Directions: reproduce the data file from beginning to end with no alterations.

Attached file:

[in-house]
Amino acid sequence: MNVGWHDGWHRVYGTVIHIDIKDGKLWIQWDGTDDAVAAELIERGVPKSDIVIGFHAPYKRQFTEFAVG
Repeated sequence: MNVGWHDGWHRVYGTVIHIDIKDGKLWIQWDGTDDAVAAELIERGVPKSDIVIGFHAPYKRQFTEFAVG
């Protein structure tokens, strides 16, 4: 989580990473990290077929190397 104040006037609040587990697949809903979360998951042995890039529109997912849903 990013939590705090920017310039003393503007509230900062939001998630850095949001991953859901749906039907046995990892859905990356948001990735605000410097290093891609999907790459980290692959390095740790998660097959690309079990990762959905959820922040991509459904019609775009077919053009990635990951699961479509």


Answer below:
[in-house]
Amino acid sequence: MNVGWHDGWHRVYGTVIHIDIKDGKLWIQWDGTDDAVAAELIERGVPKSDIVIGFHAPYKRQFTEFAVG
Repeated sequence: MNVGWHDGWHRVYGTVIHIDIKDGKLWIQWDGTDDAVAAELIERGVPKSDIVIGFHAPYKRQFTEFAVG
């Protein structure tokens, strides 16, 4: 989580990473990290077929190397 104040006037609040587990697949809903979360998951042995890039529109997912849903 990013939590705090920017310039003393503007509230900062939001998630850095949001991953859901749906039907046995990892859905990356948001990735605000410097290093891609999907790459980290692959390095740790998660097959690309079990990762959905959820922040991509459904019609775009077919053009990635990951699961479509």